The Whitelegg Report on the Thames Gateway Crossing
If new roads, bridges, motorways and bypasses were capable of delivering regeneration, economic revitalisation, job creation and an end to poverty then Glasgow, Hull and most parts of Liverpool would be in the top 10 of the UK’s successful regional and sub-regional economies.
They are not.
If the absence of these very expensive pieces of infrastructure were an indicator of poverty and deprivation then Guildford would be one of the poorest communities in the UK.
It is not.
Livingstone sees London as Motorway City
The Mayor’s Transport Strategy states his intention to proceed with three new river crossings in east London. One is a rail crossing, very unlikely to happen. The others are road/motorway crossings for which the Mayor is already arranging a PPP deal. Thames Gateway is a new name for the hated East London River Crossing, destined to devastate Oxleas Wood.
AND… here’s how you were “consulted”
Highlights of The Mayor’s Draft Transport Strategy has 21 questions of which only one refers to the road bridges:
“The Strategy’s proposal to construct new rail lines, new Thames crossings in East London, and new high quality tram or guided bus schemes.”
So how would you vote?
If you say “I don’t like it”, you are rejecting trams and trains. If you say “I like it”, you are saying you want new Thames Crossings – which are mainly or entirely road crossings.
SO WHAT NOW?
Neither Mayor nor Greater London Authority (GLA) nor Transport for London (TfL) have properly investigated the case for what the Mayor himself promised before his election: No new roads in London!
Neither Mayor nor GLA nor TfL asked what else could be done with the billions the new roads and bridges will cost. Or whether spending on tubes, trams, trains, buses would give better transport and a better environment.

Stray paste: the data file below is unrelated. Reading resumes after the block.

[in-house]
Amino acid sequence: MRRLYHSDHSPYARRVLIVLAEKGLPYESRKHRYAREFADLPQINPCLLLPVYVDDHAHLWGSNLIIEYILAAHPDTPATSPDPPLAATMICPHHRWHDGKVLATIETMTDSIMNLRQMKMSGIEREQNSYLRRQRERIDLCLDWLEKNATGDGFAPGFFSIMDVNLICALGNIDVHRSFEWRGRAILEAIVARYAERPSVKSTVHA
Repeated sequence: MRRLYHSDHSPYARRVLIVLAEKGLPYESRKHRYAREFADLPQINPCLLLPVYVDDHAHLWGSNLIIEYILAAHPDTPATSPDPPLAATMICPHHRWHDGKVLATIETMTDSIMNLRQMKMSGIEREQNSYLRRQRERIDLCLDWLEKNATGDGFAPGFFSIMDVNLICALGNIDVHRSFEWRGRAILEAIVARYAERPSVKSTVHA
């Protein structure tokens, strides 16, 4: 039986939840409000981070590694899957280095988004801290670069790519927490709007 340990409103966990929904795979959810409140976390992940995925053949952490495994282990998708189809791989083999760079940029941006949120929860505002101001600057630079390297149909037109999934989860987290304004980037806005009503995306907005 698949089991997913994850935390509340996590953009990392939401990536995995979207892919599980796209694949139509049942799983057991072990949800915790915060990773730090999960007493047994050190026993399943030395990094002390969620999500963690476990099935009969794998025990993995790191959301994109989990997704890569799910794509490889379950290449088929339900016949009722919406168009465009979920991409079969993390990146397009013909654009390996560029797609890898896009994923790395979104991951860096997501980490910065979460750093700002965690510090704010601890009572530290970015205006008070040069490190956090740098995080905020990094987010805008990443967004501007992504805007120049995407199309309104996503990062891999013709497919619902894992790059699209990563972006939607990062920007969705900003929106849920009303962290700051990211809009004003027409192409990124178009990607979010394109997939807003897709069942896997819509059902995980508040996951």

Neither Mayor nor GLA nor TfL asked whether the new roads will regenerate – or destroy – and whether spending the money differently would regenerate more.
John Whitelegg, professor at three universities, works in transport and planning world-wide. He is uniquely qualified to assess the Thames Gateway Bridge.
The Simon Wolff Charitable Foundation (SWCF) with People Against the River Crossing (PARC) commissioned John Whitelegg to produce the only professional report making the case against London going the Motorway City way.
ORDER THE REPORT: If you oppose road building, nothing will equip you better. If neutral, no report better assesses both sides. If pro-road-building, you get the anti-new-roads arguments at their strogest.
The report is available in paper and electronic form. To order one or more copies, contact the foundation.
The Simon Wolff Memorial Publication (1996)
Articles on science, transport and health by Dr S.Wolff, publications list, obituaries, photographs and tributes £5.00
(ed. John Stewart, Alarm UK/GASP, 1998, co-funded by SWCF)
In 1998, the SWCF was approached by Alarm UK and GASP, a local action group in South London, and asked to co-fund a booklet on poverty, transport and health, which we were pleased to do. The booklet contains interviews with people affected by traffic pollution, as well as useful facts and figures. Dr Barry Gray, a consultant to the SWCF and former Trustee, wrote one of the articles. £2.50